The National Environmental Policy Act - known as the Magna Carta
of US environmental laws - is under intense political scrutiny.
For 35 years, NEPA has required that everything built or operated
on federal land that "significantly affects the quality of the human
environment" be scrutinized for its impact. Thousands of
construction projects and other ventures - from highways, dams, and
water projects to military bases and oil drilling - have been
adjusted and in some cases scrapped because of the law.
The requirements of this Nixon-era act have done much for
environmental protection, its supporters say. NEPA also has acted as
a "sunshine law," opening the political process involving such
decisions to all Americans through "environmental impact statements"
allowing for public comment.
But the law has also been the basis for hundreds of lawsuits, in
effect becoming a tool for activists to slow or kill many projects.
NEPA also has greatly added to the cost of public works, energy
development, and other beneficial projects, critics say. Most
recently, it has been charged, environmental lawsuits under NEPA
stymied US Army Corps of Engineers plans that might have lessened
the impact of hurricane Katrina along the Gulf Coast.
A congressional task has just ended a series of public hearings
in five states and Washington, D.C. Lawmakers heard from a range of
interests - the New Mexico Cattle Growers' Association, the Women's
Mining Coalition, the Zuni Tribe, the Sierra Club, energy lobbyists,
and local officials. A report and recommendations from the task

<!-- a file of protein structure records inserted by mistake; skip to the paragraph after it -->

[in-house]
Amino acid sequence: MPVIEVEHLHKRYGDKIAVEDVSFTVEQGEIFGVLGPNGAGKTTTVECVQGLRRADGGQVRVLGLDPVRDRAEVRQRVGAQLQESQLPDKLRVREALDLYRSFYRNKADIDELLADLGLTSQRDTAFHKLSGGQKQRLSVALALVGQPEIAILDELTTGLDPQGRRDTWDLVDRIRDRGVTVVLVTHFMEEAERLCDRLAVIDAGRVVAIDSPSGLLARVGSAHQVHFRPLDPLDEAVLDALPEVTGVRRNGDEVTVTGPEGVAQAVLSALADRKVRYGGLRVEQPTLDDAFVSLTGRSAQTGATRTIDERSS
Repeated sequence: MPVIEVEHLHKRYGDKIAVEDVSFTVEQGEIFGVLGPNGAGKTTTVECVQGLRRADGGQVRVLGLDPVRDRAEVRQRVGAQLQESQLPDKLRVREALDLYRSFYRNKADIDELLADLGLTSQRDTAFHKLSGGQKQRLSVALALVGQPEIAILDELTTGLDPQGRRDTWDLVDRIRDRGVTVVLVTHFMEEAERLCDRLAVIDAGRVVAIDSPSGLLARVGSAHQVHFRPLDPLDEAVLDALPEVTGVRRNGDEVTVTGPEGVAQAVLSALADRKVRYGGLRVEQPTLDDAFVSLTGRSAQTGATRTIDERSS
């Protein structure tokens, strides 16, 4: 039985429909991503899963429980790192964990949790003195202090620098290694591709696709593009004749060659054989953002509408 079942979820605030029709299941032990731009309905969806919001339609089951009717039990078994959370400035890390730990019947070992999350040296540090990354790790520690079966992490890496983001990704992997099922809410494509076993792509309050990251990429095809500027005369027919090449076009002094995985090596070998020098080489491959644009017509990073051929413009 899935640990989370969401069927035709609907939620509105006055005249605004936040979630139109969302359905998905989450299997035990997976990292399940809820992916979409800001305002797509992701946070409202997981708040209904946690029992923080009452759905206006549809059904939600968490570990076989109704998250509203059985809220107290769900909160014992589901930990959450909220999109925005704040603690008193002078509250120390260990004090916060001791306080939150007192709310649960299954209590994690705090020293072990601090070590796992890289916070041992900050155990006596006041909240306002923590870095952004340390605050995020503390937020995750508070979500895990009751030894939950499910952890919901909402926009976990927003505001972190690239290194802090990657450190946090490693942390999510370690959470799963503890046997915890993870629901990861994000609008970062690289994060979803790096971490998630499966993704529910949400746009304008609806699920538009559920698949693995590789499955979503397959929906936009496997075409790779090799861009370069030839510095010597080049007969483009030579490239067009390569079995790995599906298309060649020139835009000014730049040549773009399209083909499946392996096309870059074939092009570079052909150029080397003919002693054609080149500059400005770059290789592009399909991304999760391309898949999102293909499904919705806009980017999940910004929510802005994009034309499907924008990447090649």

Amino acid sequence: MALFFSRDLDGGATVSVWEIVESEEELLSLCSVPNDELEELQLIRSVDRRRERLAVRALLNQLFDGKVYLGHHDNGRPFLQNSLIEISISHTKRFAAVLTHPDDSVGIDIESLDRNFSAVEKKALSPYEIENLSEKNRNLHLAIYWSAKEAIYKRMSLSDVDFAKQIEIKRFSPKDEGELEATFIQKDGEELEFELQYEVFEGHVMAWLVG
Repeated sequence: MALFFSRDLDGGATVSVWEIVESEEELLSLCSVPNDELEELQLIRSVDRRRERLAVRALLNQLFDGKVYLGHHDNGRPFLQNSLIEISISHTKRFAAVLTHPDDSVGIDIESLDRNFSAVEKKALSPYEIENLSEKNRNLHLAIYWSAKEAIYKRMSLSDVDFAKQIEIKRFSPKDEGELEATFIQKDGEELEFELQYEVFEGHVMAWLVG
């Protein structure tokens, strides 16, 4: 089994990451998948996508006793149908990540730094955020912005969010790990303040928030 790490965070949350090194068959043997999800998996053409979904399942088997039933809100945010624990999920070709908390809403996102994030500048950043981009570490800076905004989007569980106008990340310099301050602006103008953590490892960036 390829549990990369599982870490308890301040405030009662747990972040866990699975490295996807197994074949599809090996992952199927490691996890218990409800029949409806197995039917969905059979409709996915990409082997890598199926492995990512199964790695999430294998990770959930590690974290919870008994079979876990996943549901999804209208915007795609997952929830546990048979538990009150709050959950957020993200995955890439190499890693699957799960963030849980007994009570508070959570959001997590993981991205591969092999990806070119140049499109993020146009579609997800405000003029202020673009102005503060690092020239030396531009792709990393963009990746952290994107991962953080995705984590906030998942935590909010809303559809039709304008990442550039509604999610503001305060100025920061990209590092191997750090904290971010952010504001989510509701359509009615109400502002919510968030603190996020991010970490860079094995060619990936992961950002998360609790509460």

force are expected shortly. It's unclear whether these will produce
major changes to NEPA, as some environmental activists fear, or
merely tweaks in the law.
Task force's marching orders
In either case, the working premise of the 20-member task force
has been made clear by its chairwoman: "What started as an overly
vague single-paragraph statute is now 25 pages of regulations, 1,500
court cases, and hundreds of pending lawsuits that are blocking
important projects and economic growth," said Rep. Cathy McMorris
(R) of Washington. "Too often we are hearing horror stories about
endless reams of paper needed to complete the environmental impact
The law's supporters see it as a "look-before-you-leap" measure
that has brought about a new way of considering long-range
environmental impacts of things like river dredging, new power
plants, and waste disposal. In the case of New Orleans,
environmentalists point out, the US Army Corps of Engineers
responded to a NEPA challenge (upheld by a federal judge in 1977) by
withdrawing its plan for new levees. …